The City is awaiting long-promised support from the province to develop regional wastewater lines from Lacombe to Red Deer, including Blackfalds.
Unfortunately, the support is not coming fast enough as both Lacombe and Blackfalds are experiencing capacity issues with the lines due to rapid growth in recent years, officials say.
“We are coming to the point now where we are having some real issues, because these capacity issues affect between 30,000 to 35,000 people, so it is very, very much in the forefront of the Town of Blackfalds and City of Lacombe’s interests to make this happen,” said Mayor Steve Christie.
The initial plan began back in 2006 when provincial representatives sat down and talked about a regional initiative with regards to wastewater treatment. Eventually, with a business case in 2008, the plan was that three of the regional wastewater legs would be formed and all lines would be operational by 2012.
The first part of the line would cover from Olds to Red Deer and is now close to nearing completion. The west leg from Sylvan Lake to Red Deer was supposed to come second, with the north leg of Lacombe and Blackfalds to Red Deer being constructed last.
“In that initial plan, the north leg was supposed to be online in 2012. In the interim from 2008-2012, both Blackfalds and Lacombe did upgrades with the knowledge and expectation that we’d be online by 2012. Well, we’re not there, so both communities are at a point where we’d both need to spend approximately $5 million to bring them up to snuff – and that’s just Band-Aid upgrades,” Christie said.
“In 2012, we knew that we were going to need this because of the sheer volume of growth in Blackfalds and our capacity issues. In the last couple of years, we have bumped the north leg to second priority over the west leg, due to those issues. We got the paperwork done and now we’re waiting for funding.”
The Province of Alberta came to an agreement with the Central Alberta Regional Wastewater Plan that involved using funding from the Water for Life program.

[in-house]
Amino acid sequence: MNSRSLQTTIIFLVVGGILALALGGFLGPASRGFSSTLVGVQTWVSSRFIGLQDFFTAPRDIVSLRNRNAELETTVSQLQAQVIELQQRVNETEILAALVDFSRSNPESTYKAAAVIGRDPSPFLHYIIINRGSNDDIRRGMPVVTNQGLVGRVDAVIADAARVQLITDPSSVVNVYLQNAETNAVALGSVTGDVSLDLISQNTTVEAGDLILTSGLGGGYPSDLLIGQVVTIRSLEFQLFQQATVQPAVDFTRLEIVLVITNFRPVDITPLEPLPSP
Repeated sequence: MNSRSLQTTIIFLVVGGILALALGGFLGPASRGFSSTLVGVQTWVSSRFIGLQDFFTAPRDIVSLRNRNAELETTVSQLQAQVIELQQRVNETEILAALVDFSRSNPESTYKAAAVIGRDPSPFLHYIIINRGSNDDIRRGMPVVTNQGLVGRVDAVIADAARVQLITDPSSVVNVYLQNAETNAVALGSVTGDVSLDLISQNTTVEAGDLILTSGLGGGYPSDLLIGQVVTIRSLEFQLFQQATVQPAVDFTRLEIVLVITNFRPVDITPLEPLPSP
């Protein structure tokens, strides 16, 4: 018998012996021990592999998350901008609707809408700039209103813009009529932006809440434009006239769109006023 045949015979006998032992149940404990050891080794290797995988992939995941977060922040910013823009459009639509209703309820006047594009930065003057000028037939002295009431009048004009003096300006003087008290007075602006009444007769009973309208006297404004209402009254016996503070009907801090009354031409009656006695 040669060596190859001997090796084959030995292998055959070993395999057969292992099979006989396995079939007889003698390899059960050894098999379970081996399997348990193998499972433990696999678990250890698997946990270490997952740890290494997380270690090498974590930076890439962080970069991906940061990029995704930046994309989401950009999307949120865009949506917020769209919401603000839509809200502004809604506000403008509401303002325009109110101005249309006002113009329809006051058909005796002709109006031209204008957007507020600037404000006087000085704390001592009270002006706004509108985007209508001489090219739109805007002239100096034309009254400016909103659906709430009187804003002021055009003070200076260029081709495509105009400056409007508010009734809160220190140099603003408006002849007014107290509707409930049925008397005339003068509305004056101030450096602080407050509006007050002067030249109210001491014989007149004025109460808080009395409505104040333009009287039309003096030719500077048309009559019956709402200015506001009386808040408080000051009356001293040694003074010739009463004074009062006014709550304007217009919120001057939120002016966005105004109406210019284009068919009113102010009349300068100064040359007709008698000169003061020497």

This program uses a 90/10 funding formula, where 90% of the funding comes from the Alberta government and the other 10% would come from the municipal commission.
“That 10 per cent that we would use for regional upgrades is less than what we would spend on our interim upgrades. If we do those upgrades today, they’re basically throw away because we’re going to have to move to this regional line anyway,” Christie said.
Christie said that he has been working closely with the provincial government and that there are alternative planning methods being considered. For example, the project may be phased over a few years rather than doing all of the regional line in a single effort. Also, the Regional Wastewater plan is looking to using funding from the Building Canada project, which would save the province about 33% of the funding for the project.
“We are being given incentive by the province to work regionally – we have a very successful regional water line, and cut the ribbon on regional transportation and this would be another way that we could work with Red Deer and Blackfalds,” Christie said.
“Where we are at is we know that the project is approved. The provincial and federal governments know that this is a major need and we’re down to the matter of getting funding for the project.”